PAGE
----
There are absolutely no flies on Thundamentals MC Tuka. To answer an (admittedly complicated) opening interview question with “Well, what’s your perspective?” may sound like a deflection, but it’s actually the rapper’s interest in engaging with the minds around him showing its eager face.
“You mean, [is it important to] respect people and their choices to support these random four guys from the mountains that make music?” Yes, that’s kind of what I mean. Essentially, I’m wondering how the flow of communication between artist and listener – a practice which has become monumentally important to the two MCs and two producers who make up Blue Mountains act Thundamentals – ended up such a central theme on new album Everyone We Know. “For some reason [listeners] think I have something called ‘a say’, and I [don’t] have to work for the man, and I’m given all these amazing experiences, and to take that for granted seems ludicrous because so many people in the world work hard [and they don’t] even have a roof over their head,” Tuka says. “I feel very blessed.”
Understandable, but that doesn’t mean an artist has to bring that gratitude into the actual content or mission of their music. It’s the difference between blowing a kiss to the crowd, and connecting with your listeners’ concerns and desires. Being authentic in expressing those messages is paramount too. Tuka explains the figurative lectern like this: “We channel a particular type of collective consciousness, [wherein we] honour awareness and critical thinking because we are talking about what’s happening in society; we try to think of things and feel things that are worth listening to. I believe that I’m kind of a victim of the past, and I use time and space as tools to activate ideas that I get – the idea might not necessarily be mine. I’m just a vessel expressing it.
For instance, Think About It is about loneliness. Everyone experiences it, and when they’re depressed they think no one else understands who they are. The irony is that everyone feels like that. Well, why would I make this [track speak] to a couple of people when everyone is feeling like that? We wanted to spread it as far and wide as we could. Some people are going to call that a pop song. And, you know, it is. But we wanted to honour the idea and tell as many people as we could in a broad stroke that you’re not alone, you’re just by yourself. It’s like a collage. All these ideas start collaging and channelling themselves. You start sculpting a theme. Then we noticed that, wow, we’re just talking to people in our lives and we’re commenting on conversations that we’ve had in our lives. We still left people out; we could go on forever.”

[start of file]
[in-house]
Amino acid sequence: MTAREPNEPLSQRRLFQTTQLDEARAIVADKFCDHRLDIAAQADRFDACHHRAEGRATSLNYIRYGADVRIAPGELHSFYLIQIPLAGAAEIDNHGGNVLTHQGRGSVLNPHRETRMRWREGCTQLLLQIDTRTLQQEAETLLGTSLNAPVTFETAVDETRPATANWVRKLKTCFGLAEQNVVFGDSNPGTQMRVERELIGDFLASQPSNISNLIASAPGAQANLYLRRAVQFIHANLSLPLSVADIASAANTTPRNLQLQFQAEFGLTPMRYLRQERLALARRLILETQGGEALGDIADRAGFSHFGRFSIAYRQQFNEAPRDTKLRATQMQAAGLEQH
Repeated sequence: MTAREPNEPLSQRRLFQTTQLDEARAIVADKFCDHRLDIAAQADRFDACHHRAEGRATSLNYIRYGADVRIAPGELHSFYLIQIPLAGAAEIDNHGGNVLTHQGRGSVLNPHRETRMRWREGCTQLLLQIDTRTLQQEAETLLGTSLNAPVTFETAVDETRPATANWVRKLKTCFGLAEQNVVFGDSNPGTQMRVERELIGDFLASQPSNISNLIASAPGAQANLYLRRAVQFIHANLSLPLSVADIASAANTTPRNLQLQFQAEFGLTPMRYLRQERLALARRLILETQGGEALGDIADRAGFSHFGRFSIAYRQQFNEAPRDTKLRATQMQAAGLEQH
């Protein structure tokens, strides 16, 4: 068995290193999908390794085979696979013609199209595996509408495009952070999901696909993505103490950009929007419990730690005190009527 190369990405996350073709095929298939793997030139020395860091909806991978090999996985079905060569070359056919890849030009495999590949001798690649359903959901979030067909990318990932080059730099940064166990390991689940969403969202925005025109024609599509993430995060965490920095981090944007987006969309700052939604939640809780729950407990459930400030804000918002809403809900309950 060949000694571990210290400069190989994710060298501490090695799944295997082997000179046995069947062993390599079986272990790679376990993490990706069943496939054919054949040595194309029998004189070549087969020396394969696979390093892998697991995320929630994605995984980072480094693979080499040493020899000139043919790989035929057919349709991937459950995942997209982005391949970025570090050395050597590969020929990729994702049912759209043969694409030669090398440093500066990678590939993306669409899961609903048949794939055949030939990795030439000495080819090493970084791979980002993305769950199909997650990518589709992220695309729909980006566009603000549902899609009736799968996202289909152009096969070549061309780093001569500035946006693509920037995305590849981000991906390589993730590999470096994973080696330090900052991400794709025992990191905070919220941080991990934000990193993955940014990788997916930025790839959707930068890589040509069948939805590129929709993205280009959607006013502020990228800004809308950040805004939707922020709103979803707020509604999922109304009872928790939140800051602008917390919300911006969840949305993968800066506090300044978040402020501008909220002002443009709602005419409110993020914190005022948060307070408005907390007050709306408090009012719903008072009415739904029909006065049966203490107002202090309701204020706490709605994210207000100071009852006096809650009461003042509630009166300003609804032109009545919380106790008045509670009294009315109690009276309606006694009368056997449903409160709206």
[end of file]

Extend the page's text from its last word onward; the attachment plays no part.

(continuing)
Tracks with vehement social messages like the gender equality-driven Ignorance Is Bliss – “Male, straight, white privilege”, “Are you too insecure to listen to the inconvenient truth?”, “One day we’re gonna get it right” – sit alongside wonderful backing instrumentals, like the unhurried bell synths in stand-out Milk & Honey, or the menacing glockenspiel in Open Letter, or the weirdly propulsive swing of De Ja Vu. The latter’s feel is created by the deliberate lagging-back and odd timing of Tuka and fellow MC Jeswon’s voices, and slightly wonky snare beats from producers Morgs and Poncho. “In hip hop, snares are so important, their placement,” Tuka says. “You can really ruin a track by making it feel square, and putting [the snare] right on [the beat]. It was kind of one of those Frankenstein things we’d written – technical raps, super chilled choruses, and trying to find a happy medium where everything can fit.”
Even on the album’s biggest collab, that fit was fortuitous. The beautifully triumphant and poignant closer 21 Grams features Aussie hip hop royalty Hilltop Hoods; Tuka was enormously impressed with the very apt verses the Hoods wrote without having had a lot of contextual info. “Things got complicated because [Hoods MC] Suffa had a kid, so in the final dying hours we sent them a bunch of beats,” Tuka says. “We were pretty much, ‘We’re creatively exhausted, do you guys want to make a start on this?’ We didn’t tell them the theme and they spat out this serendipitous idea of 21 grams.” (21 grams is, according to early-20th century physician Duncan MacDougall, the weight of a human soul.) “It came together so beautifully. You can hear Suffa talking about his daughter who’s just been born. It’s so real. I love them. They’re literally beautiful people. That’s why we made it the final song, ‘cause it’s like okay, see you later, this is us and we’re out.”
THE COVER ART
Everyone We Know’s abstract cover art is a little bit MJ’s Dangerous, drawing widely from the album’s lyrics and themes. There’s Sally-E, the girl who can’t dance with her Metropolis-looking head; a zombified man who looks like an extra from They Live! on the left; the scales marked with ’21 grams’ in the foreground; and a girl wearing her Reebok pumps in the front-right. It’s the work of creative Ben Furnell, whom Thundas have collaborated with for almost every past project. “We told him we wanted a character for every song, [but] we wanted to add a depth of personality, too,” Tuka says. “We wanted to make it a bit magical, a bit surreal: we love psychedelic imagery on records.” An exhibition curated by Furnell and featuring a conceptual collection of the album’s artwork is going on tour early this month, through Melbourne, Fortitude Valley, Chippendale, Adelaide and Perth. Check Thundamentals.com.au for details.
Everyone We Know is out February 10 via Universal.